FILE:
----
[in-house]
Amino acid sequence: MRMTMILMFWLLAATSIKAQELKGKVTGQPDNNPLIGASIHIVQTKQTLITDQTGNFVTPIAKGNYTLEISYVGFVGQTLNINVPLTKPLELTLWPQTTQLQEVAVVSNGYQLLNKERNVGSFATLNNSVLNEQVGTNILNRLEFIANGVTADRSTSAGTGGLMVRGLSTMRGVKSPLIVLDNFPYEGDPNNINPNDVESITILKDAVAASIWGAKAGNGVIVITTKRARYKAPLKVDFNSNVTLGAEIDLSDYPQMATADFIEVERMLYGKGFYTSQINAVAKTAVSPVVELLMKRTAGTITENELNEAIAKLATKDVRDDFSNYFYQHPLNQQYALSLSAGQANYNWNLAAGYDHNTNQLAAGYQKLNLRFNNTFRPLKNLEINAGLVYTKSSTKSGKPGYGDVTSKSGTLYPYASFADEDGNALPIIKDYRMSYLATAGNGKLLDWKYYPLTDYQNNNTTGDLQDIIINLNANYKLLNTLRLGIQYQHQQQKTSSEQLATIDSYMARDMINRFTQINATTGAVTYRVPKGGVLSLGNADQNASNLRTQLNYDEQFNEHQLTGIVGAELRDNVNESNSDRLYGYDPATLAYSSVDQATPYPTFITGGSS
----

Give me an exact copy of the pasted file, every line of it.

[in-house]
Amino acid sequence: MRMTMILMFWLLAATSIKAQELKGKVTGQPDNNPLIGASIHIVQTKQTLITDQTGNFVTPIAKGNYTLEISYVGFVGQTLNINVPLTKPLELTLWPQTTQLQEVAVVSNGYQLLNKERNVGSFATLNNSVLNEQVGTNILNRLEFIANGVTADRSTSAGTGGLMVRGLSTMRGVKSPLIVLDNFPYEGDPNNINPNDVESITILKDAVAASIWGAKAGNGVIVITTKRARYKAPLKVDFNSNVTLGAEIDLSDYPQMATADFIEVERMLYGKGFYTSQINAVAKTAVSPVVELLMKRTAGTITENELNEAIAKLATKDVRDDFSNYFYQHPLNQQYALSLSAGQANYNWNLAAGYDHNTNQLAAGYQKLNLRFNNTFRPLKNLEINAGLVYTKSSTKSGKPGYGDVTSKSGTLYPYASFADEDGNALPIIKDYRMSYLATAGNGKLLDWKYYPLTDYQNNNTTGDLQDIIINLNANYKLLNTLRLGIQYQHQQQKTSSEQLATIDSYMARDMINRFTQINATTGAVTYRVPKGGVLSLGNADQNASNLRTQLNYDEQFNEHQLTGIVGAELRDNVNESNSDRLYGYDPATLAYSSVDQATPYPTFITGGSS